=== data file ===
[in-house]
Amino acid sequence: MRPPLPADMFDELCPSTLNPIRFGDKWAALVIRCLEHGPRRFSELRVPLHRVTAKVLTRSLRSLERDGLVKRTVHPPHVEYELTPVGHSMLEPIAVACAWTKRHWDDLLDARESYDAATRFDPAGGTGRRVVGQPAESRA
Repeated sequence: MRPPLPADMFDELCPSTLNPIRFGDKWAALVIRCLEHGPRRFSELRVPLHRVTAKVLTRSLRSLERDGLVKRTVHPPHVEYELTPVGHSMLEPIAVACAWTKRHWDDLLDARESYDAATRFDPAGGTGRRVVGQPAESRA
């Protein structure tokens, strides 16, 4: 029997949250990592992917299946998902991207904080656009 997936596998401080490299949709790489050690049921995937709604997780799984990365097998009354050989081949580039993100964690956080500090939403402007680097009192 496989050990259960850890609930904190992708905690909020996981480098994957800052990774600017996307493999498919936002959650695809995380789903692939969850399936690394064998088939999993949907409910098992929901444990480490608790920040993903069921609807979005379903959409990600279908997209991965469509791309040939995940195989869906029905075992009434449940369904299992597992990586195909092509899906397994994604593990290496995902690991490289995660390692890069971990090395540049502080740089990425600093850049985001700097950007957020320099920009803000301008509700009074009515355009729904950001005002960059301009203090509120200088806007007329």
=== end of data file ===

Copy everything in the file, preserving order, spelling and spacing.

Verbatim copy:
[in-house]
Amino acid sequence: MRPPLPADMFDELCPSTLNPIRFGDKWAALVIRCLEHGPRRFSELRVPLHRVTAKVLTRSLRSLERDGLVKRTVHPPHVEYELTPVGHSMLEPIAVACAWTKRHWDDLLDARESYDAATRFDPAGGTGRRVVGQPAESRA
Repeated sequence: MRPPLPADMFDELCPSTLNPIRFGDKWAALVIRCLEHGPRRFSELRVPLHRVTAKVLTRSLRSLERDGLVKRTVHPPHVEYELTPVGHSMLEPIAVACAWTKRHWDDLLDARESYDAATRFDPAGGTGRRVVGQPAESRA
């Protein structure tokens, strides 16, 4: 029997949250990592992917299946998902991207904080656009 997936596998401080490299949709790489050690049921995937709604997780799984990365097998009354050989081949580039993100964690956080500090939403402007680097009192 496989050990259960850890609930904190992708905690909020996981480098994957800052990774600017996307493999498919936002959650695809995380789903692939969850399936690394064998088939999993949907409910098992929901444990480490608790920040993903069921609807979005379903959409990600279908997209991965469509791309040939995940195989869906029905075992009434449940369904299992597992990586195909092509899906397994994604593990290496995902690991490289995660390692890069971990090395540049502080740089990425600093850049985001700097950007957020320099920009803000301008509700009074009515355009729904950001005002960059301009203090509120200088806007007329």